A DEL­I­CATE BELL­WETHER

Hope on the wings: The mayflies of Green Bay

Milwaukee Magazine - - INSIDER -

The Neeskay cuts through the dark, rolling waves of Green Bay on a sul­try sum­mer night. In­side the cabin, UW-Milwaukee re­searchers are hard at work an­a­lyz­ing sam­ples col­lected over the past 12 hours on the wa­ter. UW-Milwaukee bi­ol­o­gist Jerry Kaster takes a break on deck, and ex­claims hap­pily at find­ing a mayfly among the in­sects plas­tered around the port­hole, at­tracted by the light.

Mayflies are among the small but sig­nif­i­cant species that play an im­por­tant role in the food web and serve as an in­di­ca­tor of the over­all health of an ecosys­tem such as the Great Lakes.

Kaster has spent much of his life fo­cused on mayflies, most re­cently at­tempt­ing to re­store the once-thriv­ing pop­u­la­tion of the species Hex­a­ge­nia lim­bata

in Green Bay.

Fleet­ing and fas­ci­nat­ing, mayflies hatch in lake sed­i­ment as tiny lob­ster-like nymphs, then spend up to two years for­ag­ing on the bot­tom. They some­how know when to emerge from a wa­ter body roughly all at the same time, and be­gin an above-wa­ter life that lasts only a few days. They rise to the sur­face and trans­form into winged subima­gos, which fly to dry land where they trans­form again, into shiny adults. Within a day, they mate, lay their eggs on the wa­ter sur­face and die. The adults don’t even have a mouth to eat.

When a lake hosts a healthy mayfly pop­u­la­tion, their emer­gence is a sight to be­hold. Mas­sive clouds of them fill the air – they even show up on weather radar – and blan­ket sur­faces like cars, roads and bridges, some­times pil­ing up so thick that snow­plows have been used to re­move them. These events have the feel of a bib­li­cal plague, but for Kaster, they are a feast that helps an­i­mals up the food chain, in­clud­ing birds, frogs and fish like wall­eye.

By 1955, the mayfly pop­u­la­tion in Green Bay had largely dis­ap­peared, Kaster ex­plains, a vic­tim of PCB and other con­tam­i­na­tion dumped into the Fox River by pa­per mills, and se­vere oxy­gen de­ple­tion linked to fer­til­izer runoff.

Since 2014, Kaster has seeded more than 730 mil­lion mayfly eggs in the sed­i­ment un­der the bay. He’s seen small pop­u­la­tions take hold since then.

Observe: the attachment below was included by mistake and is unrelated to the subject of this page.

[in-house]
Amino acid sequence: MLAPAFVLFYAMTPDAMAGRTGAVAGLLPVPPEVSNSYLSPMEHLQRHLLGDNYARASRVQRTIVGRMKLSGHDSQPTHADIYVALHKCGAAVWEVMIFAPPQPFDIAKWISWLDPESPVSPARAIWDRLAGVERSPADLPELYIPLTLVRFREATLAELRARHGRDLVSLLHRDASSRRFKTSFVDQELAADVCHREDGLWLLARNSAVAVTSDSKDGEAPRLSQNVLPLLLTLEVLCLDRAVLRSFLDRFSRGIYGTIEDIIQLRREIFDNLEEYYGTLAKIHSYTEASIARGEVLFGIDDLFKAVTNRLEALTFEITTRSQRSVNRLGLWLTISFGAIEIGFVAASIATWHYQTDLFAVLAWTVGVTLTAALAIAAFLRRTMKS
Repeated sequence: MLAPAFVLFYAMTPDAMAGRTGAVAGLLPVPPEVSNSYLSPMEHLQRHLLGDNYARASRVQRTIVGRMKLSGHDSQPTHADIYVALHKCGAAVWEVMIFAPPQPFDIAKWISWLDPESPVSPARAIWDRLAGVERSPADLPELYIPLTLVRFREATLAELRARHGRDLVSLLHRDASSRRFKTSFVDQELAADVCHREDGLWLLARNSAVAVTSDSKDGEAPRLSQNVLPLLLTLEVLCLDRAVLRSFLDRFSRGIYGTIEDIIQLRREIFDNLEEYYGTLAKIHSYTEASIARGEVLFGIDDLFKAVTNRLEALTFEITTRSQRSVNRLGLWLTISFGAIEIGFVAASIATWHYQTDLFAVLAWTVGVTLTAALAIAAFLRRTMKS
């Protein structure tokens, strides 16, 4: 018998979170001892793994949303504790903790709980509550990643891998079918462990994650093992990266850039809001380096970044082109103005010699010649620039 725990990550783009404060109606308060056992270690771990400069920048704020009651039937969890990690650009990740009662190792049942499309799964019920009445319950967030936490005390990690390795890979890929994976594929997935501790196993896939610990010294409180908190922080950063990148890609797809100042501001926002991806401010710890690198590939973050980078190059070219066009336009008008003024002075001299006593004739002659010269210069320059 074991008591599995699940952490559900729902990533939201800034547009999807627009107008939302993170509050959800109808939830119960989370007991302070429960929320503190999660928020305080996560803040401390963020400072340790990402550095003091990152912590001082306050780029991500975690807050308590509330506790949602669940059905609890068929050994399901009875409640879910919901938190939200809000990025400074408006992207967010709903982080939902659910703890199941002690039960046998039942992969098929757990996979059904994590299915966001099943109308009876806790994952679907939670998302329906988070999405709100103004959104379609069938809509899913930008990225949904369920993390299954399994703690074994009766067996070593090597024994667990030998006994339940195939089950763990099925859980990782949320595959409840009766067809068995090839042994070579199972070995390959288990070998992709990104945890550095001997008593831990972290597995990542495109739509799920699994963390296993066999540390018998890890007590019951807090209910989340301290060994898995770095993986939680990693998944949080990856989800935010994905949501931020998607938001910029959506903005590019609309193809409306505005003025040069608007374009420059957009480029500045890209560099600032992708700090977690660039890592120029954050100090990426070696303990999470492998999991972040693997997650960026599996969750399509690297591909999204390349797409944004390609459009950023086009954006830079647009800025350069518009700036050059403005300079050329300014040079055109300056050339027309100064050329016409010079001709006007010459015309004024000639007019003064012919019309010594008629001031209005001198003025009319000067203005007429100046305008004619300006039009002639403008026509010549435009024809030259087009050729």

Threat­en­ing the mayfly and most aquatic life is eu­troph­i­ca­tion, an ex­cess of nu­tri­ents that causes oxy­gen de­ple­tion in wa­ter. It hap­pens when al­gae blooms fed by nu­tri­ent-rich runoff drop to the bot­tom and de­com­pose, suck­ing up oxy­gen.

Col­lect­ing sed­i­ment and wa­ter sam­ples to mea­sure oxy­gen lev­els was among the tasks of the Neeskay, the re­search ves­sel for

UWM’s School of Fresh­wa­ter Sciences, on this Au­gust cruise. De­spite re­duc­tions in phos­pho­rus re­leases from waste­water plants and ini­tia­tives to help farm­ers re­duce their fer­til­izer runoff, the prob­lem of eu­troph­i­ca­tion in Green Bay has im­proved lit­tle. School dean and ma­rine sciences pro­fes­sor J. Val Klump noted that some of the sam­ples were show­ing high rates of oxy­gen de­ple­tion.

Kaster knows it will take many years for mayflies to re-es­tab­lish them­selves in Green Bay, if they ever do. The mayfly he found on the

Neeskay that night was not one he’s seeded; he was cu­ri­ous where it came from, es­pe­cially since they are weak fliers and it had been windy.

“Mayflies in the Great Lakes are like the gold stan­dard,” Kaster says. “If you have a healthy pop­u­la­tion of

Hex­a­ge­nia, you’re mov­ing in the right di­rec­tion.”

Di­ver­sion re­quests by strad­dling com­mu­ni­ties can be ap­proved by the home state, with no veto power for other states in the com­pact. The Wis­con­sin Depart­ment of Nat­u­ral Re­sources’ April ap­proval of the re­quest hinged on the plan meet­ing the com­pact re­quire­ment that the wa­ter be pri­mar­ily for “pub­lic wa­ter sup­ply,” mean­ing the area served in­cludes “largely res­i­den­tial” and also com­mer­cial and in­dus­trial cus­tomers, as the com­pact says.

The swath of Mount Pleas­ant out­side the basin con­tains few res­i­den­tial homes, and most of the wa­ter in the di­ver­sion re­quest was specif­i­cally ear­marked for Fox­conn at the time the re­quest was granted, so the le­gal chal­lenge ar­gues that it doesn’t meet the pub­lic wa­ter sup­ply re­quire­ment laid out in the com­pact.